This July I had the privilege of attending InstructureCon (a.k.a. Canvas Conference) along with fellow Vanguard faculty Bonni Stachowiak and Naomi Kasa.
This conference centered around our learning management system, Canvas. Since this conference was more tech than pure academia, it was incredibly fun to feel a different vibe.
The theme of the conference was Mission: InstructureCon, 0017 and they did not disappoint in sticking with the theme. Austin Powers night was especially entertaining, shark balloons with lasers attached, and all! But enough of that, the conference itself was also quite informative.
As the self-labeled “non-techie” of the group, I found it helpful to see all the possibilities of what can be accomplished through Canvas. Here I share a few things I learned that will hopefully help the other non-techies out there!
- Calendar Feature: The students benefit when all professors use Canvas for assignment due dates. There is a beautiful master calendar available for students to see all classes at once. We have so many students who are the first in their family to go to college so helping them get organized is such a wonderful way to support our first-generation students.
- Importing a Class: This saves me time! I can import all that I did in a previous class and then just modify a few things.
- Plagiarism: Unfortunately, there are a number of students who plagiarize while at Vanguard and sometimes they don’t get caught. Canvas has a simple link to turnitin so that we can screen for plagiarism and retain a database of all past papers. This is so important! And all you have to do is choose External Tool under the submission type and then scroll down and pick turnitin. This automatically screens papers in Canvas when a student submits the paper.
- Grade Calculation: One thing I learned from the conference is that students are able to do “what if” grade calculations. If all the assignments are in the grade book and it is kept up to date, students can put a possible grade in the grade book for a future assignment to see how the overall grade would come out. It is a great way for students to stay on top of grades as they go along and not have to ask the professor many questions. So send your students back to Canvas to calculate their own grades.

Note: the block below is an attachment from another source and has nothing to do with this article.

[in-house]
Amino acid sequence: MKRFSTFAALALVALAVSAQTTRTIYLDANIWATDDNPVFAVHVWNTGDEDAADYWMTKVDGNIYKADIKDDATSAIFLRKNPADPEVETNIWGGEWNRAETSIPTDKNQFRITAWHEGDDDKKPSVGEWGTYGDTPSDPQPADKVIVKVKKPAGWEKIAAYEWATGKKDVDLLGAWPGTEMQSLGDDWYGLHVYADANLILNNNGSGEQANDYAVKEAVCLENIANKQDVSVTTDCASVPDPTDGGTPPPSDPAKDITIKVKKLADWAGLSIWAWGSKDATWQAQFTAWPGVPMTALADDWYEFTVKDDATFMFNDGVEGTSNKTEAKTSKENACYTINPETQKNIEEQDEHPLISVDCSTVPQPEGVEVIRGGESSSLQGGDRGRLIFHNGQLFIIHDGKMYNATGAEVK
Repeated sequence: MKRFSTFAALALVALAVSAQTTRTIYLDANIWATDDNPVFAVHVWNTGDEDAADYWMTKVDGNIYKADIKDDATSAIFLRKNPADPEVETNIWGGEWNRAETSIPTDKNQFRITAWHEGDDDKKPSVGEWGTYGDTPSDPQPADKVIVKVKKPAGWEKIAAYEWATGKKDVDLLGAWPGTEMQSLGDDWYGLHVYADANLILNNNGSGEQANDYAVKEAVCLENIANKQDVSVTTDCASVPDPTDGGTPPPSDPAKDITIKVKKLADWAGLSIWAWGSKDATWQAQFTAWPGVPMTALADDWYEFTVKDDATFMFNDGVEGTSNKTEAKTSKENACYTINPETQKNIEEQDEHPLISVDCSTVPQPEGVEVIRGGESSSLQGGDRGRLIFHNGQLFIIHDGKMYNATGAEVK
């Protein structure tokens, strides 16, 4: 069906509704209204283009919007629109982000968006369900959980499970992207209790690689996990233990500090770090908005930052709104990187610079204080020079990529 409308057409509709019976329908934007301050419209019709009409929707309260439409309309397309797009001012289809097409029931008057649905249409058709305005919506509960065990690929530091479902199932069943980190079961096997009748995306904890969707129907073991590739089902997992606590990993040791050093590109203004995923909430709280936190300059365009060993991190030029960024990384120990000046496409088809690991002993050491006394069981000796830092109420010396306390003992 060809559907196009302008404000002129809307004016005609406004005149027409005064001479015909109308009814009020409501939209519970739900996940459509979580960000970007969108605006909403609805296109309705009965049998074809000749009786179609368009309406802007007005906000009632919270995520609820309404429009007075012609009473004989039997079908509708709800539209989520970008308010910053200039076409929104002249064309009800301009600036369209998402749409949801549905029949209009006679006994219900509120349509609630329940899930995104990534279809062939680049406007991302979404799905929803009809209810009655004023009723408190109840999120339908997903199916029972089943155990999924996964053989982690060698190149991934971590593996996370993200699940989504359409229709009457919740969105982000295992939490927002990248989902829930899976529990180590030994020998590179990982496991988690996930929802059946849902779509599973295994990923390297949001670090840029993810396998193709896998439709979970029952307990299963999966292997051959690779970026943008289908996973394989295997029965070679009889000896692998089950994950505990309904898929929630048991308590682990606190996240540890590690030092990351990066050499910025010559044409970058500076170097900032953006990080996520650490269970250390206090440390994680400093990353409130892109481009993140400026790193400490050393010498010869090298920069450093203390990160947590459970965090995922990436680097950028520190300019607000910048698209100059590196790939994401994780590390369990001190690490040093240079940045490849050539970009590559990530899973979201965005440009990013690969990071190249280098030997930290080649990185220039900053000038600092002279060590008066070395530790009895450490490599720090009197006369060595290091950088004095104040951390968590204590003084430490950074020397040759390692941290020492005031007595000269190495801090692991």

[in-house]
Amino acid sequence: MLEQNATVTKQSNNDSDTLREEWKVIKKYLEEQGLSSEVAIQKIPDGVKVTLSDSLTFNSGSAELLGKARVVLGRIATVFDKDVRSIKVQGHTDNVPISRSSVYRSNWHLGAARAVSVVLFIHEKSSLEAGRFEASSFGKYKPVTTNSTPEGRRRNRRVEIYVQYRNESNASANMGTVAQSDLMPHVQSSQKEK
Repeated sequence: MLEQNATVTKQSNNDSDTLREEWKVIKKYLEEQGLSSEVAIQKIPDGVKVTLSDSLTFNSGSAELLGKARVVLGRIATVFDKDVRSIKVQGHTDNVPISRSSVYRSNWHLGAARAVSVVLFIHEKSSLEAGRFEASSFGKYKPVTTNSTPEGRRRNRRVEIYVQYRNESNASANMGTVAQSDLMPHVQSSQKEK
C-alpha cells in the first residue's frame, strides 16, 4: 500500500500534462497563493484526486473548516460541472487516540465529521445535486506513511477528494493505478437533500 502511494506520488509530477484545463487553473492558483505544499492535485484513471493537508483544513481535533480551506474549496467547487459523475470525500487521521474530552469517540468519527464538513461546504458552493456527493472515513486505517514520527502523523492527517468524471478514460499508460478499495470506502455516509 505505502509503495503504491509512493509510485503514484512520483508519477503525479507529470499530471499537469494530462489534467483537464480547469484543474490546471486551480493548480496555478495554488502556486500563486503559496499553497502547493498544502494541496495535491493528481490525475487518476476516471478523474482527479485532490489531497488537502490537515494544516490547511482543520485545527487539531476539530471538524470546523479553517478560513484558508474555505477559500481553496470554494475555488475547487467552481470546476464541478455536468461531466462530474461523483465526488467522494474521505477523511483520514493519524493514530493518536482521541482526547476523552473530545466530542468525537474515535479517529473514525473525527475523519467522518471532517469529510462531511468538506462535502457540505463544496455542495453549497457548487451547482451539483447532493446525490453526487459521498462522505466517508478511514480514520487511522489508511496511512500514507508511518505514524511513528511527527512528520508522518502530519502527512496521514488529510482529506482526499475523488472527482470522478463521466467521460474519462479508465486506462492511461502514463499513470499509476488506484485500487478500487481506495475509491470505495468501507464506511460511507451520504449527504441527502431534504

- Home Page: The home page can be a great place to give students content to what is relevant at that portion of the semester. Rotating the home page or using buttons (to link to content) might keep the general interest of the students.
- Keeping Track of Assignments: I don’t lose assignments this way! I’ve always liked grading on paper but hauling stuff around gets complicated. This keeps it all in one place and I don’t lose late assignments. I accept late assignments for a few things and it plagues me every time. However, if they turn it in on Canvas, it is clear that there’s an ungraded assignment and that it is late in the grade book.
- Canvas Community: For those of you who have a question but aren’t sure how to get the answer, the Canvas Community is a helpful place. Go to the Canvas Community and search topics for help.
A Few Tips
- If you make comments in the speedgrader, students can respond to it, but you have to go turn notifications on in your settings in order to get notified that they responded. I’ve missed a number of comments because of this.
- If you have a course that ends after the set end date (which often happens in Professional Studies), you can go change the course end date in settings so students can still submit assignments.
- Just putting up the syllabus and assignments is really helpful for students.
Attending this conference made me excited for all the ways that I can use Canvas in the future. There are some advanced features in video, grade book, and design that I’d love to use in the future, but for now I am adding one new thing each semester to build a better course.
One person at the conference told me to think of Canvas not as a file dropping system, but more like a website. There’s so much that we can do as we build our courses and it can all be tailored to our own individual teaching styles. That’s pretty cool!